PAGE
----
Some say that Love's a little boy And some say [he's]1 a bird, Some say [he]2 makes the world go round And some say that's absurd: But when I asked the man next door Who looked as if he knew, His wife was very cross indeed And said it wouldn't do. Does it look like a pair of pyjamas Or the ham in a temperance hotel, Does its odour remind one of llamas Or has it a comforting smell? Is it prickly to touch as a hedge is Or soft as eiderdown fluff, Is it sharp or quite smooth at the edges? O tell me the truth about love. The history books refer to it In cryptic little notes, And it's a common topic on The Trans-Atlantic boats; I've found the subject mentioned in Accounts of suicides, And even seen it scribbled on The backs of railway guides. Does it howl like a hungry Alsatian Or boom like a military band, Could one give a first-class imitation On a saw or a Steinway Grand, Is its singing at parties a riot, Does it only like Classical stuff, Will it stop when one wants to be quiet? O tell me the truth about love. I looked inside the summer-house, It wasn't ever there, I've tried the Thames at Maidenhead And Brighton's bracing air; I don't know what the blackbird sang Or what the roses said, But it wasn't in the chicken-run Or underneath the bed. Can it pull extraordinary faces, Is it usually sick on a swing, Does it spend all its time at the races Or fiddling with pieces of string, Has it views of its own about money, Does it think Patriotism enough, Are its stories vulgar but funny? O tell me the truth about love. Your feelings when you meet it, I Am told you can't forget. I've sought it since I was a child But haven't found it yet; I'm getting on for thirty-five, And still I do not know What kind of creature it can be That bothers people so. When it comes, will it come without warning Just as I'm picking my nose, Will it knock on my door in the morning Or tread in the bus on my toes, Will it come like a change in the weather, Will its greeting be courteous or bluff, Will it alter my life altogether? O tell me the truth about love.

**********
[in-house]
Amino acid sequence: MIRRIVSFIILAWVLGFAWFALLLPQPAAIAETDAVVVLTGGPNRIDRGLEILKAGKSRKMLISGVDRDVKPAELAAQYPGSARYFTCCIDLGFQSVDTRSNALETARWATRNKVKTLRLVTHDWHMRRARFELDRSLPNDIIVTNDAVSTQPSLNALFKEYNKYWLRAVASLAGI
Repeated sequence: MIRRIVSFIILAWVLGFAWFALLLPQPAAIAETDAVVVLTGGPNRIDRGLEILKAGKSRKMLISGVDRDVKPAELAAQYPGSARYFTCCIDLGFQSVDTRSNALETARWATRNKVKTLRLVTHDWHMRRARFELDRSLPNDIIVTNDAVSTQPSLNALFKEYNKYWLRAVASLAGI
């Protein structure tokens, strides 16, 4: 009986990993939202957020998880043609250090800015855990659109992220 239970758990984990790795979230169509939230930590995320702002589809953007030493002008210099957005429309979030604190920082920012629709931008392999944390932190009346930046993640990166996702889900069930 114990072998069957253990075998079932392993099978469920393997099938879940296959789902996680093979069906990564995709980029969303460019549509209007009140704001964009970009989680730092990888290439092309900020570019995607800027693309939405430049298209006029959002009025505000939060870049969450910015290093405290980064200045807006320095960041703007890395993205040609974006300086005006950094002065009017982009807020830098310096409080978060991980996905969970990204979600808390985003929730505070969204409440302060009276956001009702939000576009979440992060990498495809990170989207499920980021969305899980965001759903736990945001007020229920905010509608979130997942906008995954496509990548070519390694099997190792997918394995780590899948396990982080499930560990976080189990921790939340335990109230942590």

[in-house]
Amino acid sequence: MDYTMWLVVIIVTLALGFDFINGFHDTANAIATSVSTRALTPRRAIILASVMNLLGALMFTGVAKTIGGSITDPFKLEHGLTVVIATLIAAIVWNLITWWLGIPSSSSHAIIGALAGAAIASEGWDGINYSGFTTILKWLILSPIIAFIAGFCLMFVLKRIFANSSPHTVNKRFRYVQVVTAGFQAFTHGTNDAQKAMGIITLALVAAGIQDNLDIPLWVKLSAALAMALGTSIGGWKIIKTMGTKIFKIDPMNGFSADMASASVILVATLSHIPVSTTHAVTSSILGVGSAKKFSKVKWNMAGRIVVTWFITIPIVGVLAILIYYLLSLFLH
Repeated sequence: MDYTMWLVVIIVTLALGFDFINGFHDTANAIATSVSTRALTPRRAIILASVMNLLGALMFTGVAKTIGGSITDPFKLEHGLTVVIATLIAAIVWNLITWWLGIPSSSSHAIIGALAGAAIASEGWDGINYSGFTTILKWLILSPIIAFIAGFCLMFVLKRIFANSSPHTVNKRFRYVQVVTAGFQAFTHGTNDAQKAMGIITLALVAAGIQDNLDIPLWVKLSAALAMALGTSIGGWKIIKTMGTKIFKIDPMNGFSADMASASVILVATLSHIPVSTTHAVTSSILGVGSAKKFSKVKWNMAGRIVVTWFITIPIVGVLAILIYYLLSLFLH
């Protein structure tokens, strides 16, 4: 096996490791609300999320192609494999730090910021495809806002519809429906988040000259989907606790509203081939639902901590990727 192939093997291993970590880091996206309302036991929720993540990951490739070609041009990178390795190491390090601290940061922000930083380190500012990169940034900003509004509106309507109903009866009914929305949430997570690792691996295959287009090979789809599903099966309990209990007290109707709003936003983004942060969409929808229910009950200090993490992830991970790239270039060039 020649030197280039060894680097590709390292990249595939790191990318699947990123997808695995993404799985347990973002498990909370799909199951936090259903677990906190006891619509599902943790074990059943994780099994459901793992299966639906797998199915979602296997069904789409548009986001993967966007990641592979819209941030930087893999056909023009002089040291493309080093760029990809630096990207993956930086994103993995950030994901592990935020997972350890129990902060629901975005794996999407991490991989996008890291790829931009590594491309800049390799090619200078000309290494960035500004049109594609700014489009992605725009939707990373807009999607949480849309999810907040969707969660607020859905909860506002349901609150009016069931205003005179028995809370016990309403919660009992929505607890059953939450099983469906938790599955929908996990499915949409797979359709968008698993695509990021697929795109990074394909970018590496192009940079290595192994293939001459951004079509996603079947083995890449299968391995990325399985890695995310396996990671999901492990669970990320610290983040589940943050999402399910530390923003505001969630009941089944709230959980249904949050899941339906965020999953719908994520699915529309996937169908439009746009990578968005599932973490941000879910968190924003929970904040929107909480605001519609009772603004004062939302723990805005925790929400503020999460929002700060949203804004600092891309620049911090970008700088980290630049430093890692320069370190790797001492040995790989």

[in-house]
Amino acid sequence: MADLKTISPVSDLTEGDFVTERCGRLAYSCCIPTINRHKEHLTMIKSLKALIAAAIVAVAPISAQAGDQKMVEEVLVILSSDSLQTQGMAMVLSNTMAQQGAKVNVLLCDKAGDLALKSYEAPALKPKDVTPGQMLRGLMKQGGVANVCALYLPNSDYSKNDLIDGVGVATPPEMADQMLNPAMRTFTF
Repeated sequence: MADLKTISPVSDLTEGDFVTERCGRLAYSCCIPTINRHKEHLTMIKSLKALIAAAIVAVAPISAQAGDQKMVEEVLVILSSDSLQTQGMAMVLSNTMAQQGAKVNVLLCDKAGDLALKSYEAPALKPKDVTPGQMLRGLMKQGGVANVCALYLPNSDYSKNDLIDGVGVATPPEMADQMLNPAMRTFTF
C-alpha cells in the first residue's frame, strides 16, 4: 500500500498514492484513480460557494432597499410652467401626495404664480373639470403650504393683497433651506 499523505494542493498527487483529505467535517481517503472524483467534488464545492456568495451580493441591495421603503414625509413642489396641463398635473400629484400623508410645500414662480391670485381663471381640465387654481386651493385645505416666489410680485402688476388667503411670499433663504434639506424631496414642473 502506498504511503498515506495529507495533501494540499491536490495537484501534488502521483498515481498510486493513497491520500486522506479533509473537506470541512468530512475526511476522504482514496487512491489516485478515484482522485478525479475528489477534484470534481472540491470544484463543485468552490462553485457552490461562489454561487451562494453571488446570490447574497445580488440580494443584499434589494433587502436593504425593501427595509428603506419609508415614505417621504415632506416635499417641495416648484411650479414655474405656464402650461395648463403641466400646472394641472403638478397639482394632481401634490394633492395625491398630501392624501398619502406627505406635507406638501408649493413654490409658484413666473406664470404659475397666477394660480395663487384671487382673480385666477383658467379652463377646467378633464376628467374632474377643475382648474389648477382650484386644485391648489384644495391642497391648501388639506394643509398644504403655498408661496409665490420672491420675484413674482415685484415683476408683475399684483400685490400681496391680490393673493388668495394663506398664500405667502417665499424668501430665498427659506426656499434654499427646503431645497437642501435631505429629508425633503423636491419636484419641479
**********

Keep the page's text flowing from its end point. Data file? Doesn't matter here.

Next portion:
B. Britten sets stanzas 1-2, 5-7
About the headline (FAQ)View original text (without footnotes)
Note: Britten's setting begins with a spoken line that does not appear in the Auden poem: "Liebe l'amour amor amoris."
1 Britten: "it's"
2 Britten: "it"
- by W. H. (Wystan Hugh) Auden (1907 - 1973), "O tell me the truth about love" [author's text not yet checked against a primary source]
Musical settings (art songs, Lieder, mélodies, (etc.), choral pieces, and other vocal works set to this text), listed by composer (not necessarily exhaustive):
- by (Edward) Benjamin Britten (1913 - 1976), "Tell me the truth about love", 1938, published 1980, stanzas 1-2, 5-7 [ voice and piano ], from Cabaret Songs, no. 1 [sung text checked 1 time]
Researcher for this text: David K. Smythe
This text was added to the website between May 1995 and September 2003.
Line count: 64
Word count: 404